Chronology Of The M-MRCA Procurement Saga

Indian Air Force (IAF) formulates its Air Staff Qualitative Requirement (ASQR) for medium multi-role combat aircraft (M-MRCA) in the late 1990s.

* Request for Information (RFI) for 126 M-MRCAs, with an option for another 63, issued in late 2001. 
* Dassault Aviation offers to supply 40 Rafale M-MRCAs to the IAF in a single-source G-to-G deal. The offer is made by Charles Edelstenne, the then CEO of Dassault Aviation, when he calls on the then Minister of State for Defence Rao Inderjit Singh in New Delhi on February 20, 2006. The IAF’s then Deputy Chief of the Air Staff Air Marshal A K Nangalia is also present at this meeting. Edelstenne is part of the entourage of the then visiting French President Jacques Chirac.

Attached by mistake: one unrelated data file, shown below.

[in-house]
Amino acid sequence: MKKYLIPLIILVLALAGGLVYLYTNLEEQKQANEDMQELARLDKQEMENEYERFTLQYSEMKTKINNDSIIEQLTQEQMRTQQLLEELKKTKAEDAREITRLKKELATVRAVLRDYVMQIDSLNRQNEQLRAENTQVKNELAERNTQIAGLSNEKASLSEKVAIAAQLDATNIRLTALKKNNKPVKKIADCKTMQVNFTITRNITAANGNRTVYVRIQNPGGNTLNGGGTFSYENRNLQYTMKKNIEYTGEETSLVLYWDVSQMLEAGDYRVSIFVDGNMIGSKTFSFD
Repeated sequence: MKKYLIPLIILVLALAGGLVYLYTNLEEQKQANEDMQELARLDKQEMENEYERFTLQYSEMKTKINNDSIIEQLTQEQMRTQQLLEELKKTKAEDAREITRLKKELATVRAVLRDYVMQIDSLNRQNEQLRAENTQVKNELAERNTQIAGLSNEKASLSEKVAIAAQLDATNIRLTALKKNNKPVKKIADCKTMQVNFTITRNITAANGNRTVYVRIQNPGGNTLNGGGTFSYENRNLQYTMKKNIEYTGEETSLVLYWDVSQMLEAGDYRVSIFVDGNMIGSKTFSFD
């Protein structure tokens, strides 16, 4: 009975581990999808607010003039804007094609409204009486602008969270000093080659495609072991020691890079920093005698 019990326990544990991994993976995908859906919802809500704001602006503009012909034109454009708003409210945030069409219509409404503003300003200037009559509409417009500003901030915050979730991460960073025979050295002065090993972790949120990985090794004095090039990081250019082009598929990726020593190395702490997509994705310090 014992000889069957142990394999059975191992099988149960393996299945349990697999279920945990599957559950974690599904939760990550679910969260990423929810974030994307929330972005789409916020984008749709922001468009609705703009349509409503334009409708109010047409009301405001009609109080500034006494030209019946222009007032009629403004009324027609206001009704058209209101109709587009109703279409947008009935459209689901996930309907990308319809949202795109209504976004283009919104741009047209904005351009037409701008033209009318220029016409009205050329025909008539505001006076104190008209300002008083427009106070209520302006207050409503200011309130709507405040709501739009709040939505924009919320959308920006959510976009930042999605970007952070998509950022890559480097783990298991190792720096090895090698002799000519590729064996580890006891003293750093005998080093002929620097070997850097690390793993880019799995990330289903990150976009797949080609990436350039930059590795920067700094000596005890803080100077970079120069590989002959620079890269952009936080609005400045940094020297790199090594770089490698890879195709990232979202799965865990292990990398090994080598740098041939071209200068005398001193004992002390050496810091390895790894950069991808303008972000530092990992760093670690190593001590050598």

* Issuance of a Request for Proposals (RFP) was planned for December 2005. However, the formal 211-page RFP is released only on August 28, 2007. The RFP contains single-stage two-bid system criterion (separate quotes for the technical and for commercial evaluation forming part of the submissions from various concerned OEMs). Bidders are given a time-frame of six months to respond to the RFP by March 2008. The RFP includes a direct industrial offsets obligation of 50%, raised from the original official requirement of 30% as contained in the Ministry of Defence’s (MoD) Defence Procurement Procedures of 2006. The RFP states that the IAF will initially acquire of 86 single-seat and 40 two-seat M-MRCAs, and retain the option to acquire another 63 M-MRCAs at a future date. Of the 126, 12 single-seaters and six tandem-seaters are required to be supplied off-the-shelf in flyaway condition, while the remaining 108 are to be licence-built in India. This will include 74 single-seaters and 34 tandem-seaters, of which 11 will be built from semi-knocked down (SKD) kits, 31 will be built from completely knocked down (CKD) kits, and 66 made from indigenously manufactured kits (IMK).